Severe asthma is a high-cost category with an increasing number of therapies that treat the condition. To help stakeholders absorb datapoints and perceptions from all directions and synthesize those insights into a tangible strategy for severe asthma, Zitter Insights surveys a leading panel of pharmacy and therapeutics (P&T) decision makers at payers and integrated delivery networks. The Managed Care Biologics and Injectables Index combines deep payer insights with the industry standard in market access information to produce quarterly reports and insights summaries on leading specialty brands.
Payers with more than half of commercial lives and those with more than a third of Medicare lives said that managing branded severe asthma therapies is an average priority for them. Commercial payers covering more than half of lives and Medicare payers with almost half of lives said they have an aggressive approach to managing those agents.
Almost all pulmonologists and payers with almost all lives said they are satisfied with the current medications for severe asthma. Payers representing more than half of lives and more than half of pulmonologists said there is moderate unmet need in the treatment of the condition. Almost all pulmonologists reported that patients have a high or very high disease burden.
During the year prior to the survey, Xolair (omalizumab) from Genentech USA, Inc., a Roche Group member, and Novartis Pharmaceuticals Corp. was the severe asthma agent pulmonologists prescribed most often, by almost one-third of respondents. That was followed by GSK’s Nucala (mepolizumab), Sanofi and Regeneron Pharmaceuticals, Inc.’s Dupixent (dupilumab), AstraZeneca’s Fasenra (benralizumab), the new agent Tezspire (tezepelumab-ekko) from Amgen Inc. and AstraZeneca and then Teva Pharmaceuticals USA, Inc.’s Cinqair (reslizumab).
On Dec. 17, 2021, the FDA approved Tezspire for the add-on maintenance treatment of severe asthma in people at least 12 years old. The agent is a first-in-class biologic for severe asthma that acts at the top of the inflammatory cascade by targeting thymic stromal lymphopoietin (TSLP), an epithelial cytokine. It is the only biologic for severe asthma that does not have a phenotype or biomarker limitation within its label. Commercial and Medicare payers with more than four-fifths of lives had conducted a P&T review of Tezspire by the time of the survey. Among those who had yet to do so, payers with more than two-thirds of commercial lives and ones with almost all Medicare lives said they expect the new drug to have a moderate impact on products currently available to treat severe asthma. Almost one-third of pulmonologists said they expect Tezspire will have a moderate impact on their treatment of both new and current patients with severe asthma.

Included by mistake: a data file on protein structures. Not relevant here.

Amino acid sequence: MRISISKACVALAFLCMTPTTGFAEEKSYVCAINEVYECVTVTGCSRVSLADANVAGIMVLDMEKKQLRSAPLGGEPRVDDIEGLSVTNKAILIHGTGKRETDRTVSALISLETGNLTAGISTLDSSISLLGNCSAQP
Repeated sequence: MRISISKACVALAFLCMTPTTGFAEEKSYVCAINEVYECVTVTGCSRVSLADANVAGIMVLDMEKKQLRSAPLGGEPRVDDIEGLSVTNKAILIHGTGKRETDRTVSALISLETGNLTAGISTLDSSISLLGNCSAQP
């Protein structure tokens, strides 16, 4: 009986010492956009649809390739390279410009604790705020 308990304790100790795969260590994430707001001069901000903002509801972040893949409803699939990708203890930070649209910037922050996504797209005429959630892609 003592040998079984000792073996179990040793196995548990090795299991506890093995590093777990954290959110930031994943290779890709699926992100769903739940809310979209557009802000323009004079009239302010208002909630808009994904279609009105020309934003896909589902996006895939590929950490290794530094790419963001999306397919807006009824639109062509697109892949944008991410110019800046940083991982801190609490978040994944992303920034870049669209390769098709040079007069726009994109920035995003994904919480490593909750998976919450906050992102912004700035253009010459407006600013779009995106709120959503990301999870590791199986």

Social Determinants of Health
Among payers covering Medicare lives, the top social determinants of health initiatives for disadvantaged members with severe asthma are greater access to telehealth, educational content about healthy living and free or low-cost mental health services. Payers representing commercial lives said they prioritize services to assist in health/medicine language barriers, services to support health/medicine literacy and greater access to telehealth. Pulmonologists said they perceive socioeconomic status, followed by education and health literacy, as the top factors affecting the ability of people with severe asthma to access health care services.
Message: “Dupixent is now approved for children aged 6 to 11 years with uncontrolled asthma. This represents a population of about 75,000 in the U.S. The VOYAGE trial demonstrated a significant reduction in the annualized rate of exacerbations as compared to placebo. No new safety signals were found in this younger population.”
Payer Thoughts: “Dupixent’s expanded indication in asthma is unlikely to result in a significant increase in utilization, as atopic dermatitis remains the primary driver. We will continue to cover with prior authorization on specialty tier for all indications.”
FDA Approves Nucala Prefilled Syringe
On Jan. 24, 2022, the FDA approved a 40 mg prefilled syringe of GlaxoSmithKline plc’s Nucala (mepolizumab) as an add-on, maintenance treatment of children between the ages of 6 and 11 who have severe eosinophilic asthma. This will allow for in-home administration by a caregiver. The option to have a provider mix and administer the therapy in an office remains available.
New Drugs for Asthma, Kidney Disease, HIV Are On the Horizon
A new biologic for severe asthma, a drug for anemia related to chronic kidney disease (CKD) and a long-acting pre-exposure prophylaxis (PrEP) for HIV-1 are among the first-in-class therapies featured in OptumRx’s Q1 2022 Drug Pipeline Insights Report. In addition to these new drugs, the PBM also calls attention to the likelihood of more COVID-19 vaccines and treatments receiving full approval and additional uses in 2022.